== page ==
Written by Warren Ellis, Art by Darick Robertson, TRANSMETROPOLITAN begins here, with this volume collecting issues #1-6 of the acclaimed Vertigo series from writer Warren Ellis and artist Darick Robertson! After years of selfimposed exile from a civilization rife with degradation and indecency, cynical journalist Spider Jerusalem is forced to return to a job he hates and a city he loathes. Working as an investigative reporter for the newspaper The Word, Spider attacks the injustices of his surreal 23rd century surroundings. In this first volume, Spider ventures into the dangerous Angels 8 district, home of the Transients ― humans who have decided to become aliens through cosmetic surgery. But Spider’s interview with the Transients’ leader gets him a scoop he didn’t bargain for. And don’t miss Spider’s first confrontation with the President of the United States . . . in a men’s room.
Where do I begin with this one. If we were talking in person right now, and you asked me to describe Transmetropolitan, I’d probably laugh out loud, and rather obnoxiously too, to the point where if there were people around us, it would make their heads turn and look at us with a raised eyebrow. This is one weird graphic novel, and one that I probably would never have read only that the owner of my local games store told me to, and I’m actually pretty glad I did, to be honest.
I took notes as I was reading this, because I couldn’t believe half the stuff I was reading it. They go something like this: “Infamous journalist exiles himself. Comes down off his mountain, reports on an alien riot, becomes an infamous journalist once again.” This was then followed by: “Spider decides to visit the President with his new assistant. Bursts in on the President while he’s taking a piss, gives the President a piece of his mind before making the President lose control of his bowels.” Which was then followed by “Spider decides to watch TV for a whole day. Makes himself a wanted man by calling endless call-shows, ends with a TV advertisement, needs drugs to keep him from loosing his mind by the end.” This is all wrapped up in the volume by “Spider deciding he’s going to report on the newest religion in town. He ends up going to some religion convention, loses control of himself, has a rant, end.”… need I say more?!?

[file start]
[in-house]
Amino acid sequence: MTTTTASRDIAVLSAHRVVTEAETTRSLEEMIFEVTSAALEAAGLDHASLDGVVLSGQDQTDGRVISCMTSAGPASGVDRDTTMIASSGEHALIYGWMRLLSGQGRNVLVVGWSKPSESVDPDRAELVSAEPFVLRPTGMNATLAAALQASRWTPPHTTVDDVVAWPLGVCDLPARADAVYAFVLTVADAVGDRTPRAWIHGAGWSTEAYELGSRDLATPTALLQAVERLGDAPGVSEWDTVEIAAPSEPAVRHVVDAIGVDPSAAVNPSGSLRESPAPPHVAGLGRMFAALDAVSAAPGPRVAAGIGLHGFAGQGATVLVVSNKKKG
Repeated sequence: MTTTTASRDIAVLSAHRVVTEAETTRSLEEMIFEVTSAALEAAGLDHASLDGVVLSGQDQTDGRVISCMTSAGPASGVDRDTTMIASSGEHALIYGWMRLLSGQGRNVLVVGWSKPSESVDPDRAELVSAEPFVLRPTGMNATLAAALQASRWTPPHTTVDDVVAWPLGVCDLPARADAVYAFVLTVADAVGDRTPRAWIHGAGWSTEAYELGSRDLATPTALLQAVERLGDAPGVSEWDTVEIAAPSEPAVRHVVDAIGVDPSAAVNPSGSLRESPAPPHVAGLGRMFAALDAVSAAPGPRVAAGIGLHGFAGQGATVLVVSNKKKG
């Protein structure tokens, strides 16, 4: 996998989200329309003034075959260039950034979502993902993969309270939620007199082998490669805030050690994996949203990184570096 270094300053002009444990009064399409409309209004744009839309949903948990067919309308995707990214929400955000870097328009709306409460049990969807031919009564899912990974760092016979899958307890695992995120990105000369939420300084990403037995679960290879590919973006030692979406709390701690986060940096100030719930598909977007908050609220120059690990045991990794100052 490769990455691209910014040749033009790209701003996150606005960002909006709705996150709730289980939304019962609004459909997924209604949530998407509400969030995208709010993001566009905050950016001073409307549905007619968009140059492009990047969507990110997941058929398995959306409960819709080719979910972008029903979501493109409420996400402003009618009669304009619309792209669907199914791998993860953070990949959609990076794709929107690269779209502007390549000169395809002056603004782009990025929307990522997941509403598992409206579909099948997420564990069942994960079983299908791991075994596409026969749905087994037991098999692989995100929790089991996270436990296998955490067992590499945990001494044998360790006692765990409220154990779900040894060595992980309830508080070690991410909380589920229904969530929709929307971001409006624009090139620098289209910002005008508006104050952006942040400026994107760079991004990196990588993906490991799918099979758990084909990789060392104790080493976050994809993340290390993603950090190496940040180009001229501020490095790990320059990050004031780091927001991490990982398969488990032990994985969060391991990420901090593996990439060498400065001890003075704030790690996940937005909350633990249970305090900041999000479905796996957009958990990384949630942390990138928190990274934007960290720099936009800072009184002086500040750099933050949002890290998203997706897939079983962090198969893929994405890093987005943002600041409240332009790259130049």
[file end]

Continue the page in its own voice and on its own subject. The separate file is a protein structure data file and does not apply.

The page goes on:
Warren Ellis is one of my favourite comic book writers, and he sure didn’t disappoint with this one. In fact, I can see why this would be one of his more well known works. It was written in 1997, and shows an idea of what Warren Ellis thinks of what technology and society might become in the years to come. Let me tell you, he’s not far off the mark with this. There are some things in it, a whole nine-ten years later where I’m going: we kind of have something like that now. Then there are other parts–numerous parts, in fact–where I just found myself laughing out loud at the absurdity of it, but at the same time going: we’re not too far from most of this happening in this day and age. While some of the Technology in Transmetropolitan mightn’t be accurate to what we have now, it’s certainly very similar, and it’s not wrong. Everyone is hooked up to the internet and social media and news feeds–which we pretty much are at the minute with our phones. It’s scary, actually how accurate Warren Ellis predicted the future, almost ten years ago!
If you’re looking for a laugh-out-loud read which has a lot of politics and violence as well as just a good damn read, look no further. I will say though, it’s not for the feint of heart and probably best if taken with a pinch of salt. It can be quite crude in some parts, and maybe not for everyone. If you’re an avid Warren Ellis fan, you’ve probably read it already, and aren’t living under a rock like I have been, and if not, then you’ll love this just as much as any of his other work, if not more!
* This post contains affiliate links. In plain English, this means that I may receive a small commission (at no cost to you) if you subscribe or purchase something through the links provided. You will never see me post a link to a product or service that I haven’t used myself and love!